11. I appreciate the “permission” for keeping messy writer’s notebooks. I have about 7 that I’ve been working in over the years. The inner control freak in me wants them to all be in chronological/topical order – but they’re not. I’ve been hesitant to pick one up and get started again, because of this crazy notion that it won’t be in the right book. I’m discarding that thought and will begin again. There’s no time like the present! This summer, my 85 year old mother is staying with me. I’ve been noticing lots of changes in her, lots of mannerisms that she has developed, and she’s been sharing her inner thoughts with me. I want to write them down so I can remember. I want to write down my thoughts and responses as well. I am coming to terms with her aging and it isn’t always pretty.

    1. I’m so glad you’re writing with us this summer, Wendy. And I love that you’re using your notebook to hold on to all these memories about your mom. It may not always be pretty, but it will be True. Writing preserves moments for us in a way that even photos can’t, sometimes, I think.

    2. I love the idea of writing down things from others. I have parents, but I also have a 5 yo and some of the things she says are precious and I never even thought that those could be a story seed. Thanks for the idea!

    3. Those hard, messy things that we write are challenging, but they may be the very thing someone needs to read to help them through a challenging time. I’m writing something like that now, and keep getting more and more pictures of how it might actually come together. Praying for you and your mom and your writing this summer!

  12. I’m a literacy coach for grades 5-12. I’ve wanted to do Teacher’s Write for several years, but my young children and my own skepticism had me as a bystander. I’m leaping in this year. I love to write poems. I’ve always said I wanted to write a children’s book, and my daughter is always writing. Why don’t I? I guess the skepticism is tougher to break than I thought. I won’t know how to write what people want to read; I would never get anything published. But here I sit on one of my first free summer mornings with nothing in my way this year. I’m going to dive in—scared a bit, needing encouragement from others to keep up. This summer in my notebook, I want to explore who I am as a writer. I want all inhibitions to exit and let my ideas and memories flow. I have so much I want to recount, remember, and share. In my summer notebook, I want to grow as an individual. Thank you for this opportunity to take a flying leap into something I’ve wanted to do for a long time.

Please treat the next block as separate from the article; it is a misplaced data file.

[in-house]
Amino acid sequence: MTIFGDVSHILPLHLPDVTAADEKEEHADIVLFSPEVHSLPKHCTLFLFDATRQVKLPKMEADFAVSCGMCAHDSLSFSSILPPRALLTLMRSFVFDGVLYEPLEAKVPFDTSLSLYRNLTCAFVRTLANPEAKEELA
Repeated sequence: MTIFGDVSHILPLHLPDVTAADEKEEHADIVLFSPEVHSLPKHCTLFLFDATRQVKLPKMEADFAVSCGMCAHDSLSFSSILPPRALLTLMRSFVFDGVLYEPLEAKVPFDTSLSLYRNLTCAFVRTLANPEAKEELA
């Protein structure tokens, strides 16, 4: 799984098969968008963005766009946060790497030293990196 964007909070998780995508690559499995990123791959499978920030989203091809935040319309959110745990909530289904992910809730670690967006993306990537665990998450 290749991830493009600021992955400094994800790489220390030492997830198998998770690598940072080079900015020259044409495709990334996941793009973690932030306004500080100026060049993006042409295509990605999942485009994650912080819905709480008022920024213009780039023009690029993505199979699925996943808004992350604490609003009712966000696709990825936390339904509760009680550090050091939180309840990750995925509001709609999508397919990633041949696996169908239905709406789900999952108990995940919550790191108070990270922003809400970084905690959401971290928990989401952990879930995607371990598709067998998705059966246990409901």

Summer notebook
    Empty pages
    but full hearts–summer is about
    bare feet
    no alarm clock
    bonding with family
    Oh summer notebook,
    Full pages
    Start of fall–I did it
    Summer notebook

    1. Flying leap indeed! I love the joy in this post and the feeling of letting go. Thanks for being brave enough to share on the very first day!

    2. Kathleen, you have captured summer very well in your poem! Thanks for sharing! Sharing your heart through writing allows you to be an inspiration to others. I’m so glad you are taking a chance to explore who you are as a writer. I know you will discover even more than you expect! 🙂

    3. I love this! Here’s to no boundaries and not worrying about what others think. I hope I get to read more of your writing this summer. I love your style!

  13. I have never kept a writer’s notebook before. I have story ideas floating in my head often and sometimes lose them as I let the everyday things force those out of the way. I am so excited to actually start using one. Just to start jotting, doodling and researching and keeping it all in one place is going to be my starting place! Thanks for this opportunity… Looking forward to seeing what’s inside my brain. 🙂

    1. I’m glad you’re writing with us, Lisa! And boy can I relate to things getting lost if they’re not written down. I always tell young writers that once I have a story idea, its life expectancy is about five minutes unless I have my notebook handy.

    2. Wishing you lots of lots and doodles by summer’s end. I always tell students that when they have ideas, it’s important to catch them. A writer’s notebook is like a big butterfly net. =)

  14. I notice these are paper notebooks. There are so many digital ways to keep information like Evernote, Binders, etc. I am still drawn to paper. I attribute this to my age–generational preference? Curious if anyone out there uses digital.